But our citizenship is in heaven, and from it we also await a savior, the Lord Jesus Christ. He will change our lowly body to conform with his glorified body by the power that enables him also to bring all things into subjection to himself. (Phil 3:20-21)
However, Christ also comes to us everyday. St. Bernard in this Wednesday’s office of readings tells us that, besides a second coming of Christ at the end of the world, there is a third coming of Christ, a kind of everyday coming, if you will, of our savior in our lives. Citing the gospel of John, Bernard reminds us of the words of Christ who said “If anyone loves me, he will keep my word, and my Father will love him, and we will come to him.” Christ then comes to us everyday. In the light of this third coming, St.Paul’s words take on new meaning. Christ’s everyday coming is also redemptive and, if properly received, conforms us to Him. What a greater source of hope this is for us religious to know that our spiritual growth is not completely up to us. If, in hearing the call of Advent repentance, we see that our efforts alone have failed to produce fruit in our spiritual life, we can take comfort in the fact that it is the Lord who, having called us, will carrying out his plan for our perfection even today.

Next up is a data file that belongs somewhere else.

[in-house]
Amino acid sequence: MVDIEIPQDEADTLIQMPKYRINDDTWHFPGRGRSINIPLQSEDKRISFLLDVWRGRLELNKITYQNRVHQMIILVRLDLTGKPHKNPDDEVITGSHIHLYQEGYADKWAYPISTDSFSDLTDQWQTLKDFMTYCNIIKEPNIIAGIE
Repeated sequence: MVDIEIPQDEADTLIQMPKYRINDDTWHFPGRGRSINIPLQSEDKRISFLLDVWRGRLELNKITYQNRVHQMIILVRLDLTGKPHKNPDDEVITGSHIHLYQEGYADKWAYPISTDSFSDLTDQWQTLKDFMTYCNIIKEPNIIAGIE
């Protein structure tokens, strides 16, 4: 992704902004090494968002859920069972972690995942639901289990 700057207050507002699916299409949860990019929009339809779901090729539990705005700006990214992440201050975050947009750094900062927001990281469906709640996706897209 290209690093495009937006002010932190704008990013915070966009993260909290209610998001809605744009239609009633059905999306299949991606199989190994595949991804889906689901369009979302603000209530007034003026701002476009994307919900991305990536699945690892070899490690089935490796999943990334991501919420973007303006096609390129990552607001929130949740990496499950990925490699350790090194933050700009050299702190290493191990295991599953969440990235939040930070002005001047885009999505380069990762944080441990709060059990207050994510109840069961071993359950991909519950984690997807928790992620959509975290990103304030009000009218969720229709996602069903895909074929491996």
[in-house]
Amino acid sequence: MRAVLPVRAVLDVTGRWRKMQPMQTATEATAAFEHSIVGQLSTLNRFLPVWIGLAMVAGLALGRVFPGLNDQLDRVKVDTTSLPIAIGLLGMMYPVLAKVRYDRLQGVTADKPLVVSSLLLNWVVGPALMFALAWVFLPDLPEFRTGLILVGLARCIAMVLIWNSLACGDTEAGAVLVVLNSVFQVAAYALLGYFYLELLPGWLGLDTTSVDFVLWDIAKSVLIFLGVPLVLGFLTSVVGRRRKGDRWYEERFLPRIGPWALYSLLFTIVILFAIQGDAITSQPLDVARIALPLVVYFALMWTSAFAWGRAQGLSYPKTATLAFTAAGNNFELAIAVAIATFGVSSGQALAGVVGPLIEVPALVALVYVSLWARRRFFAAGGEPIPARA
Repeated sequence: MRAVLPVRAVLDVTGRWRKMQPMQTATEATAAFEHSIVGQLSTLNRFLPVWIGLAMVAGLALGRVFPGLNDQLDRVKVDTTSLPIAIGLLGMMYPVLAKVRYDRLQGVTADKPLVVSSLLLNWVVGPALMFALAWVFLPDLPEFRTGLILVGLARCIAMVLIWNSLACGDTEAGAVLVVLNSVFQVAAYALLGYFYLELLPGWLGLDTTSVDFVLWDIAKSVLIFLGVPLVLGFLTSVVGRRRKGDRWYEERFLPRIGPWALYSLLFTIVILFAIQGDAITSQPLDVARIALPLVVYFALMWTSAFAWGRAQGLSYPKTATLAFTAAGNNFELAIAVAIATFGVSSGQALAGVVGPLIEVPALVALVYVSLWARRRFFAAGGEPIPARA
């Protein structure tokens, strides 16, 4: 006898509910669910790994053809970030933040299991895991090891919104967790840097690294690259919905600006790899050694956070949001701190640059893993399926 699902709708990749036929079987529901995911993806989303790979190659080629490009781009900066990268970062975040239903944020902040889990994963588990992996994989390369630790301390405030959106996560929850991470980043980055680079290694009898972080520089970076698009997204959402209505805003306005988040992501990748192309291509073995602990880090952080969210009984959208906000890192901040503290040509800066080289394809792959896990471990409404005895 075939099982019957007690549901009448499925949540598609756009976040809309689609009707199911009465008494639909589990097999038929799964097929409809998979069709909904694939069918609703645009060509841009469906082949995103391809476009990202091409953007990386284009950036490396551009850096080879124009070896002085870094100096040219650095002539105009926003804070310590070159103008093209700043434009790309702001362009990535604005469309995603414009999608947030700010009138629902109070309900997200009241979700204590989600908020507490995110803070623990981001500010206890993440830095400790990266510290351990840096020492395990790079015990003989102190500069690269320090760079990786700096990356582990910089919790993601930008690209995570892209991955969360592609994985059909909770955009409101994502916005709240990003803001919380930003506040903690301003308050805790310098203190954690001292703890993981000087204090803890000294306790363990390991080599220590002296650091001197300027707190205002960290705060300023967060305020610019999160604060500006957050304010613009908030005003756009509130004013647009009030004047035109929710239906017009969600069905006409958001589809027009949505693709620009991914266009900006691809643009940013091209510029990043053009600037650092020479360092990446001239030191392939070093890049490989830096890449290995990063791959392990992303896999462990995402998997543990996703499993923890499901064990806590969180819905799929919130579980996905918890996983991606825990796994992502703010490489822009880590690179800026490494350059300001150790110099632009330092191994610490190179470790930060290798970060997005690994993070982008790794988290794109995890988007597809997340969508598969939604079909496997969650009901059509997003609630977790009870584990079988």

Elsewhere in his letter, St. Paul tells us the part we are to play in being conformed to Christ. He exhorts the Philippians to have the same humble attitude as Christ, and not to boast in the flesh, that is, in things such as heritage or the practice of religious rites. Speaking of his own journey in Christ, he tells us that all the things he used to boast about he has come to consider trash after meeting Christ. It is almost as though Paul’s encounter with Christ on the road to Damascus showed him that the unmerited gift of Christ’s love to all people is the only thing he could use to judge himself and others. As he came to understand that Christ’s love was equally given to all, the righteous and the unrighteous on the basis of faith, Paul began to understand that he could not see himself as better than others simply because he was faithful to the religious practices of the law or because he was a Jew and a part of the chosen people. In fact, because of the greatness of Christ’s love, he could not hold himself as better than others for any reason whatsoever. In this way, Paul learned to die to himself and to all that he used to hold dear so as to become a new creation in Christ. This is the way we can have an active role in being conformed to Christ. By placing our faith in God’s unfathomable love, we too begin the process of realizing that the things we used to boast about, the things we used to think give us worth over and above others, are indeed rubbish. Placing our faith in the immensity of God’s love, the competition to receive more than the others gradually ceases because there is enough of God’s love for all of us. Likewise, the competition to be considered better than the others begins to fade away, because in receiving God’s love, we recognize that it is a gift not based on our merits or on how good we are but on God’s generosity. Only in knowing Christ and his gift of love, as Saint Paul sought to, and in dying to ourselves, can we then live in unity and peace. Only in receiving Christ’s charity in an intimate relationship with Him, can we become charitable to others. By placing our faith in Christ’s great love, we are humbled by His generosity, we begin to hope for all things from Him, and we yearn to put the very same love He showed us into practice. This, in short, is how we cooperate with Christ in his work of conforming us to Him.